Some press trips to exotic locations manage to involve a lot of travelling but disappointingly little riding. Not so Marin’s 2008 preview jaunt to – where else? – Marin County, California. A small group of riders, plenty of bikes to go round and stacks of riding meant that we got a good feel for the behaviour of Marin’s two key new bikes.
Marin Mount Vision
2007 saw the Mount Vision shift its focus from trail-capable XC race bike to raceable trail bike. Sounds like a rather fine distinction, but the new, longer-travel Quad-Link platform was a winner in our book. And for 2008 there’ve been a selection of improvements.
The main difference is that about half a pound has been dropped from the frame. 2007 was the first year for the new frame design, so Marin’s engineers erred on the side of caution when it came to wall thicknesses and butting profiles. This time around, they’ve been much more aggressive in hunting down those excess ounces. The new swingarm alone is 135g lighter, and now sports detachable dropouts both sides.
Up front the curvy tubes are still there, but the top tube is a little lower and the “stepped” head tube/top tube junction is no more. The 6066 aluminium main triangle now has thinner walls. The overall geometry, though, is the same as the 2007 model, and we certainly don’t have a problem with that.
Further weight savings have been made on the overall bike thanks to Fox’s F120 fork. The 120mm travel Fox on last year’s bike was a travel-reduced 130mm chassis, so it was carrying a bit of extra material around with it. For 2008, Fox has specific crown/steerer assemblies for different fork strokes, so the new F120 is significantly lighter. The rest of the bike is mainly Shimano XT, with Avid Juicy Carbon brakes and a Hope/Mavic wheel package.
We were big fans of the 2007 bike, and the new one is more of the same, only better. A higher-volume air can on the Fox shock reduces the ramp-up at the end of the stroke still further for a slightly more linear feel, but the magic-carpet small-bump performance remains intact.
The MV’s handling gave no cause for concern on Marin’s endless singletrack – this would certainly be a great bike for, say, Welsh trail centres. The 120mm category looks set to be a highly competitive one for 2008, but Marin’s offering is definitely going to be up there with the best.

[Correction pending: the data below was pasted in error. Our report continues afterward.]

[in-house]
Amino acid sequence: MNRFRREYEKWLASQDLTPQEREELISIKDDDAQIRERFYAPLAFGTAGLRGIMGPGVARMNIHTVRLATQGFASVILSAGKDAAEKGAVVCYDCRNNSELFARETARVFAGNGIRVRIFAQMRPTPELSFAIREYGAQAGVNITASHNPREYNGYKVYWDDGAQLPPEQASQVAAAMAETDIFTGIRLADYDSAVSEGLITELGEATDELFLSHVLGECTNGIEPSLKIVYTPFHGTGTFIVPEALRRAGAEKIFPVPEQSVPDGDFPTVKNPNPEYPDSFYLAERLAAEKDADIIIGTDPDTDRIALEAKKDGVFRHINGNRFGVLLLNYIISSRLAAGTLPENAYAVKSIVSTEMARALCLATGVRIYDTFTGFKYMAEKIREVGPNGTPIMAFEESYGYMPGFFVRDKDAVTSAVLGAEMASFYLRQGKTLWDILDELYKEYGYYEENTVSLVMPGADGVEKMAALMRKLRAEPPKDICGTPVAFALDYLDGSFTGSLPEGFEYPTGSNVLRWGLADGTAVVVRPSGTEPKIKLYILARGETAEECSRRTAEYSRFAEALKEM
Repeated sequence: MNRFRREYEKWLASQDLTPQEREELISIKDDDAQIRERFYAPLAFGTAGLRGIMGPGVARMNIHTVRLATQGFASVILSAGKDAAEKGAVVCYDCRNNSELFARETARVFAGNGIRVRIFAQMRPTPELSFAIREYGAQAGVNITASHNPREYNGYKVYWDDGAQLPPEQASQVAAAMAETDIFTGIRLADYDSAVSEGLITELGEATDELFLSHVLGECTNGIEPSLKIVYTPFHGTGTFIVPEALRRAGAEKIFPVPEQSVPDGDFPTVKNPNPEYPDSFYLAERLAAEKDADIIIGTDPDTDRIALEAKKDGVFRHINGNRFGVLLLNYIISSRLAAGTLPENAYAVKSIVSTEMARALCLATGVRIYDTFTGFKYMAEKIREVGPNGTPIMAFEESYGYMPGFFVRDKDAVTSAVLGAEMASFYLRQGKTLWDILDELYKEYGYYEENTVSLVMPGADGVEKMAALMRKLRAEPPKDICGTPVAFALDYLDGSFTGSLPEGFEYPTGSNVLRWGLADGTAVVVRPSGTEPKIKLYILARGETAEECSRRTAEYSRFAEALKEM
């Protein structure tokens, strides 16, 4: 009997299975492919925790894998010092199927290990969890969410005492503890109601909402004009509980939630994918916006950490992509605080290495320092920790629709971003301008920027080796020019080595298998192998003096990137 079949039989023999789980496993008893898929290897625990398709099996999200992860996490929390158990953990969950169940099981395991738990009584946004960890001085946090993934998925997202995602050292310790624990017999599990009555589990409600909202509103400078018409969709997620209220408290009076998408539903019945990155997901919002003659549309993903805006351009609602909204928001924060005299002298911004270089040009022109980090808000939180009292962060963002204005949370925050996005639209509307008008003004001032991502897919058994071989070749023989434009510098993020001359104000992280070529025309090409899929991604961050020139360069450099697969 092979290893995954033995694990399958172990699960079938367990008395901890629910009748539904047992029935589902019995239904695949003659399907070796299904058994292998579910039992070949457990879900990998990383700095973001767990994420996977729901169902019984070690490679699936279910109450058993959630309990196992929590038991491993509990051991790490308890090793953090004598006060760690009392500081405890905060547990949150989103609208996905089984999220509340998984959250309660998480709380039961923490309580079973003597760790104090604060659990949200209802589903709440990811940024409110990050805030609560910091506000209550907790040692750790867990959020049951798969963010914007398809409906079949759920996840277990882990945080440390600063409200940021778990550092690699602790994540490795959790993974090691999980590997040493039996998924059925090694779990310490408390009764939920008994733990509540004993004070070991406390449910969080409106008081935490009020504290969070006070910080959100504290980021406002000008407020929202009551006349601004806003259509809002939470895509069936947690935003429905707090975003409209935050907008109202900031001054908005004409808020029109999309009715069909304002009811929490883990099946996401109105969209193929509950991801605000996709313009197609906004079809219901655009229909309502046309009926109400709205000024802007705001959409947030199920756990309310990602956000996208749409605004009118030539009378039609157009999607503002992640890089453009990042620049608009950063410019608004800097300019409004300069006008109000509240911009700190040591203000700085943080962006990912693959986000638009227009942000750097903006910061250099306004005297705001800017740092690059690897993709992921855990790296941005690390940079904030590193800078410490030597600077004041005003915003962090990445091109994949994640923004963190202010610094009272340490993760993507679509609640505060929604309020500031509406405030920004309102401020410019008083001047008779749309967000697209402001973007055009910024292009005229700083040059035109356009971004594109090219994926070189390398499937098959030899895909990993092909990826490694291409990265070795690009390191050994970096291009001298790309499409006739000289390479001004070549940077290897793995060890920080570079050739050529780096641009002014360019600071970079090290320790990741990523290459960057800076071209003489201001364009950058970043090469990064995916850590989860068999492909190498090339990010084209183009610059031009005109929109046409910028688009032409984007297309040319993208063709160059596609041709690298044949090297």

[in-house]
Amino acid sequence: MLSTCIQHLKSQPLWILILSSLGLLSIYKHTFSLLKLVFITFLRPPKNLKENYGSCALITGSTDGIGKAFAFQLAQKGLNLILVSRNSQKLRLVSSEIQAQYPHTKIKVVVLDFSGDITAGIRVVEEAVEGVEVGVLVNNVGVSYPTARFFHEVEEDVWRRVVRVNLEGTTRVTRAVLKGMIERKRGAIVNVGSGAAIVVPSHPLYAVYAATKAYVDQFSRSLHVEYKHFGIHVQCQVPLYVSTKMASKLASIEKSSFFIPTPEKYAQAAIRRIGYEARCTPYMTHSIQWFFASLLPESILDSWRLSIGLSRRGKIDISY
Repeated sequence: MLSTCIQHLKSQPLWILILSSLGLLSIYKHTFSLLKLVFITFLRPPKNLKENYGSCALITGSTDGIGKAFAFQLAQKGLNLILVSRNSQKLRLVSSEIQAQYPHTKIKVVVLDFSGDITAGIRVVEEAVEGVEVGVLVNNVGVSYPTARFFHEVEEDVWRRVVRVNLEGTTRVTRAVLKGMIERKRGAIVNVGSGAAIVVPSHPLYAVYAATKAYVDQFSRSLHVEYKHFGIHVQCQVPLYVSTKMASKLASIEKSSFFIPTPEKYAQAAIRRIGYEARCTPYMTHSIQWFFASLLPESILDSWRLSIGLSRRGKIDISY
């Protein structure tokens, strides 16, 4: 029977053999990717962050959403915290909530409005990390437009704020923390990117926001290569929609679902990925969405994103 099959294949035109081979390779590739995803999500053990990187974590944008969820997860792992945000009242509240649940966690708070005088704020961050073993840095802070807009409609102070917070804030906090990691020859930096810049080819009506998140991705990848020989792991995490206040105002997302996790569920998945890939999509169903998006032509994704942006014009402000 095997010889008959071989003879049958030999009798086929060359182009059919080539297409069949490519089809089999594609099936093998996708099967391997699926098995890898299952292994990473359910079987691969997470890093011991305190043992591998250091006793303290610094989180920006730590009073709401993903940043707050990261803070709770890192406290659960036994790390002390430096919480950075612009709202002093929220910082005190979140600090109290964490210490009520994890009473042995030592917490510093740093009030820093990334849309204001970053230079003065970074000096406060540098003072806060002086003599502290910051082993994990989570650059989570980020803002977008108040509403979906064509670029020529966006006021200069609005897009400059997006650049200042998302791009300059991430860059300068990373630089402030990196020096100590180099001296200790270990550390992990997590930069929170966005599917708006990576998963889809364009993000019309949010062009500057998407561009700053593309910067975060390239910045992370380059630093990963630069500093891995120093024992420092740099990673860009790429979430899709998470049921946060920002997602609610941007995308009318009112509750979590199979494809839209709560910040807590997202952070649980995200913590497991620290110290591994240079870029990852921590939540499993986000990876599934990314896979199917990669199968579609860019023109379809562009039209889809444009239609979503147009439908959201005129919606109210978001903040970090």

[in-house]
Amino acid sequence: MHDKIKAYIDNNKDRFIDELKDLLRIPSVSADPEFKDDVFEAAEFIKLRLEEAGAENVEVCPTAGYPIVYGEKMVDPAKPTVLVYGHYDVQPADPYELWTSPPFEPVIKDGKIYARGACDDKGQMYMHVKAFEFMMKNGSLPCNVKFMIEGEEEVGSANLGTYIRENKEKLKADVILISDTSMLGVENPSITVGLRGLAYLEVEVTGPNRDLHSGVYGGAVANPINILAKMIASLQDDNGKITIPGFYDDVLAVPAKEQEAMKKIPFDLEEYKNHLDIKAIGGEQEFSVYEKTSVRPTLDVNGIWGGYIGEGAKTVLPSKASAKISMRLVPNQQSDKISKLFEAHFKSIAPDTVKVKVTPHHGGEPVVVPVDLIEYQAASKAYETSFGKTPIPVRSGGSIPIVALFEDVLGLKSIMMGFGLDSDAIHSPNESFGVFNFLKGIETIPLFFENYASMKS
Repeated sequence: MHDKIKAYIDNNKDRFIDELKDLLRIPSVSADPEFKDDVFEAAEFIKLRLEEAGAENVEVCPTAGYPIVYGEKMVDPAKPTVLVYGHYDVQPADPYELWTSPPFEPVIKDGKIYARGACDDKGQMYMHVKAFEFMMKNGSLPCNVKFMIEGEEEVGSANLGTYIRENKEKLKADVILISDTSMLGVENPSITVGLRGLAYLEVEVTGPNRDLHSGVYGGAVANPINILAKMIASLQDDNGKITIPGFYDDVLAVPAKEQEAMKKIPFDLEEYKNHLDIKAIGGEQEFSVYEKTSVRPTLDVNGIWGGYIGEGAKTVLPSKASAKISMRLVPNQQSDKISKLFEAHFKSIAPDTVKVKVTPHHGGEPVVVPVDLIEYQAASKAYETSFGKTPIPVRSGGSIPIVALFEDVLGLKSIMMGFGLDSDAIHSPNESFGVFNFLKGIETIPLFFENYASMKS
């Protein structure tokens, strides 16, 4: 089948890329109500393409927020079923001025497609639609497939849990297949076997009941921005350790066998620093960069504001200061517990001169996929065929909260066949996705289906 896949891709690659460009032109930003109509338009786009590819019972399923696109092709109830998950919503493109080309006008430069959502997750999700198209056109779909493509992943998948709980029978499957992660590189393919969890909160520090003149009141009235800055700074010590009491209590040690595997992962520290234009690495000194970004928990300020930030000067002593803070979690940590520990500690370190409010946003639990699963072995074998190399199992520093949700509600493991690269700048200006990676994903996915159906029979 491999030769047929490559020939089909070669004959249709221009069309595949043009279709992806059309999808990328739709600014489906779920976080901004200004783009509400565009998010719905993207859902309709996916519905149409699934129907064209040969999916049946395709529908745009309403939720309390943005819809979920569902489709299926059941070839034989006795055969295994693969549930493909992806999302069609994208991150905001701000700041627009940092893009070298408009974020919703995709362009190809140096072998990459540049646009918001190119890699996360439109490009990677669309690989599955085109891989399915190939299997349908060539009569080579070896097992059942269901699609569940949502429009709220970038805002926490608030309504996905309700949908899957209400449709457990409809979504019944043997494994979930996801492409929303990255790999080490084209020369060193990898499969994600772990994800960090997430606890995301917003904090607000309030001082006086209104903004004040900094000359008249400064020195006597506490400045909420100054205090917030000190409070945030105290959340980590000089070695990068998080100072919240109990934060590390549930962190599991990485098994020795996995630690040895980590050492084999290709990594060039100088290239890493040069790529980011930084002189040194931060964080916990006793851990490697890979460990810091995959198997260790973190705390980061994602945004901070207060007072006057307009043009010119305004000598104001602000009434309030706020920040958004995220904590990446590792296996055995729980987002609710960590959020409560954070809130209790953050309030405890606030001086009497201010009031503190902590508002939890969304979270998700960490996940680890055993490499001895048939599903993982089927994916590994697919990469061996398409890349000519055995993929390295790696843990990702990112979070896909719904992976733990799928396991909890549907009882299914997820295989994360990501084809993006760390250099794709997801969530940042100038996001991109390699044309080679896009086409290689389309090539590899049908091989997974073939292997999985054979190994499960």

The 2008 Mount Vision will cost £2,099. There’s also an XTR-equipped Mount Vision Pro at £2,999, while the Quad-Link XC frame is also found on the £1,299 East Peak and £1,699 Rift Zone.
Marin Attack Trail
If the Quad XC bikes don’t seem quite stout enough, but you’re not brave enough for a Quake, then Marin’s all-new Quad Trail 140 frame may well be just the ticket. With 140mm of travel out back and 67/71.5° angles, the Quad Trail bikes are Marin’s take on the all-mountain genre. We like where they’ve positioned the Attack Trail, Wolf Ridge and Rock Springs – it’s an amount of travel that lets them spec RockShox’s Pike up front, getting a stout, through-axle fork without too much of a weight penalty.
The family resemblance between the 140 and 120 bikes is clear, but the 140s get longer linkages for both more travel and an even more linear feel. They also feature substantial front-end gussets and, most interestingly, a rear Maxle through-axle setup with interchangeable dropouts. Marin is an early adopter of the rear Maxle for non-freeride applications, and we think it’s a great move. With the axles at both ends locked down, Marin has delivered a super-stiff mid-travel chassis.
There’s a little more pedal feedback on the 140 bikes than the 120s, but that’s deliberate – it regains a bit of the sprightliness that the extra travel and weight may otherwise have robbed, but more importantly it contributes to that all-important “pop”. Hit a root or a lip on one of these and you have a choice – let the suspension suck it up or use it as a launch pad. That sounds obvious, but as travel and heft goes up it’s easy to end up with a steamroller – a bike that’ll go through anything but doesn’t really reward your efforts to work the trail for the purposes of added fun.
But the 140 has pop. It’ll suck up whatever you throw at it if you like – this is perhaps the first Marin FS bike that actually feels like it has more than the stated travel – but if you’re in the right mood it’ll react to your efforts and skip along like a robotic trail-bunny. It’s a whole heap of fun.
This definitely represents a decisive shift in attitude at Marin, one that started with the introduction of the Quake. For many years, Marin FS bikes were all about efficiency and covering the ground quickly. The Quake introduced a bit more fun into the equation and the Quad Trail 140 bikes make it accessible to all.
They can still climb, too. The weights aren’t too offensive, and the bikes ate up an extensive (and pretty warm) fire-road climb to the top of an epic singletrack descent that threw roots, rocks, berms and chutes into the mix. This is a real do-it-all bike, and it doesn’t just do the job, it enjoys every minute of it.
We rode a pre-production Attack Trail, which will be £2,299 in the UK complete with Pike 454 air fork, XT transmission and brakes and FSA Gravity cranks. The bike in the photo was a bit of a testing platform, hence the slightly random spec. Cheaper options are the £1,899 Wolf Ridge and £1,549 Rock Springs.
Find out more at www.marin.co.uk.